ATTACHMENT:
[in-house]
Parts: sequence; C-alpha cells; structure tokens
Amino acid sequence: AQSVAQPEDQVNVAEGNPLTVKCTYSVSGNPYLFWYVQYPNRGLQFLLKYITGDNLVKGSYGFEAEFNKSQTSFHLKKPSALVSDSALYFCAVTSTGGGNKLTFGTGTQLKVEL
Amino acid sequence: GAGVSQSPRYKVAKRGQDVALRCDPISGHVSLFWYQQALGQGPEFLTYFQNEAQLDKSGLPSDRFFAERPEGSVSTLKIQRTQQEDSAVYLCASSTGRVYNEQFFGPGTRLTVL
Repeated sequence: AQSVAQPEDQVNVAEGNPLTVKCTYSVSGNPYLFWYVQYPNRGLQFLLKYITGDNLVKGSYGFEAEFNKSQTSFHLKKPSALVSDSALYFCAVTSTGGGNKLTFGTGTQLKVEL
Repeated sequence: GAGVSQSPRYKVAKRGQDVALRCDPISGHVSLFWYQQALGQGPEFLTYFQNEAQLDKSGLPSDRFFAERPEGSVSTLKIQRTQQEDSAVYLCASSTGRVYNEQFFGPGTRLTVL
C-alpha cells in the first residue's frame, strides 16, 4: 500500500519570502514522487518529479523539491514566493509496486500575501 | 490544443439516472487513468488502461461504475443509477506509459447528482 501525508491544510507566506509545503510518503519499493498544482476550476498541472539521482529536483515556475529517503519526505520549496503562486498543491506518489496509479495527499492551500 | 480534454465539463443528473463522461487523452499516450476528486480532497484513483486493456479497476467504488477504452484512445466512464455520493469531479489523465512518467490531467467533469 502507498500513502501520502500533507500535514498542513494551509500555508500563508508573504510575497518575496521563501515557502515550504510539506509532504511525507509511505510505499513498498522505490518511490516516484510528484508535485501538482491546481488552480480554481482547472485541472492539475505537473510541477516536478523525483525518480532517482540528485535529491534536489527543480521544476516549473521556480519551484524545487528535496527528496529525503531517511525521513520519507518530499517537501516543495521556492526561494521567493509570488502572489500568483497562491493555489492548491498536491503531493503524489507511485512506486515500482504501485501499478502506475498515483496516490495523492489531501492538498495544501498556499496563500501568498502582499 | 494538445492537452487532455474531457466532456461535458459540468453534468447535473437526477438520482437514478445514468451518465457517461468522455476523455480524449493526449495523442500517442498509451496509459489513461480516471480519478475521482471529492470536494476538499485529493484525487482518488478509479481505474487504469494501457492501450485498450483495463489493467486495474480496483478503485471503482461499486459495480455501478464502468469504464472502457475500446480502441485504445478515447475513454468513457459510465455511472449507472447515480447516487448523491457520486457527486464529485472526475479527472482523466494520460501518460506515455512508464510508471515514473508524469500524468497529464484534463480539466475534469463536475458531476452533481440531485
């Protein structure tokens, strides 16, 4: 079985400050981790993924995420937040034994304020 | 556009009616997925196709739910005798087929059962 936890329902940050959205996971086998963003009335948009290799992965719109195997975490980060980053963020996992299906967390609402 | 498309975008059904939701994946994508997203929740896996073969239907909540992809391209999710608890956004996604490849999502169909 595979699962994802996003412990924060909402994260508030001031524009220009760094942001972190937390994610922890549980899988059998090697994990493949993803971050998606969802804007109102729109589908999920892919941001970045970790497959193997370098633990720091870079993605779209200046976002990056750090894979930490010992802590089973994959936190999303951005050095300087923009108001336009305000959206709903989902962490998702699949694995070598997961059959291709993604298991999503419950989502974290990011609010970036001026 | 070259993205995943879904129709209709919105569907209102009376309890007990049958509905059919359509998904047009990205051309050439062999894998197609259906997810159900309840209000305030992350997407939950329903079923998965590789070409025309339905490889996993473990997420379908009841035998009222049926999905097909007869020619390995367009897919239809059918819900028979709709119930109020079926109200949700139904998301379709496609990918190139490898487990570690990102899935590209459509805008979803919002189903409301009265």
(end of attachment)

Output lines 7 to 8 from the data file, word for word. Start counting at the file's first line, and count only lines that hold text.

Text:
C-alpha cells in the first residue's frame, strides 16, 4: 500500500519570502514522487518529479523539491514566493509496486500575501 | 490544443439516472487513468488502461461504475443509477506509459447528482 501525508491544510507566506509545503510518503519499493498544482476550476498541472539521482529536483515556475529517503519526505520549496503562486498543491506518489496509479495527499492551500 | 480534454465539463443528473463522461487523452499516450476528486480532497484513483486493456479497476467504488477504452484512445466512464455520493469531479489523465512518467490531467467533469 502507498500513502501520502500533507500535514498542513494551509500555508500563508508573504510575497518575496521563501515557502515550504510539506509532504511525507509511505510505499513498498522505490518511490516516484510528484508535485501538482491546481488552480480554481482547472485541472492539475505537473510541477516536478523525483525518480532517482540528485535529491534536489527543480521544476516549473521556480519551484524545487528535496527528496529525503531517511525521513520519507518530499517537501516543495521556492526561494521567493509570488502572489500568483497562491493555489492548491498536491503531493503524489507511485512506486515500482504501485501499478502506475498515483496516490495523492489531501492538498495544501498556499496563500501568498502582499 | 494538445492537452487532455474531457466532456461535458459540468453534468447535473437526477438520482437514478445514468451518465457517461468522455476523455480524449493526449495523442500517442498509451496509459489513461480516471480519478475521482471529492470536494476538499485529493484525487482518488478509479481505474487504469494501457492501450485498450483495463489493467486495474480496483478503485471503482461499486459495480455501478464502468469504464472502457475500446480502441485504445478515447475513454468513457459510465455511472449507472447515480447516487448523491457520486457527486464529485472526475479527472482523466494520460501518460506515455512508464510508471515514473508524469500524468497529464484534463480539466475534469463536475458531476452533481440531485
């Protein structure tokens, strides 16, 4: 079985400050981790993924995420937040034994304020 | 556009009616997925196709739910005798087929059962 936890329902940050959205996971086998963003009335948009290799992965719109195997975490980060980053963020996992299906967390609402 | 498309975008059904939701994946994508997203929740896996073969239907909540992809391209999710608890956004996604490849999502169909 595979699962994802996003412990924060909402994260508030001031524009220009760094942001972190937390994610922890549980899988059998090697994990493949993803971050998606969802804007109102729109589908999920892919941001970045970790497959193997370098633990720091870079993605779209200046976002990056750090894979930490010992802590089973994959936190999303951005050095300087923009108001336009305000959206709903989902962490998702699949694995070598997961059959291709993604298991999503419950989502974290990011609010970036001026 | 070259993205995943879904129709209709919105569907209102009376309890007990049958509905059919359509998904047009990205051309050439062999894998197609259906997810159900309840209000305030992350997407939950329903079923998965590789070409025309339905490889996993473990997420379908009841035998009222049926999905097909007869020619390995367009897919239809059918819900028979709709119930109020079926109200949700139904998301379709496609990918190139490898487990570690990102899935590209459509805008979803919002189903409301009265």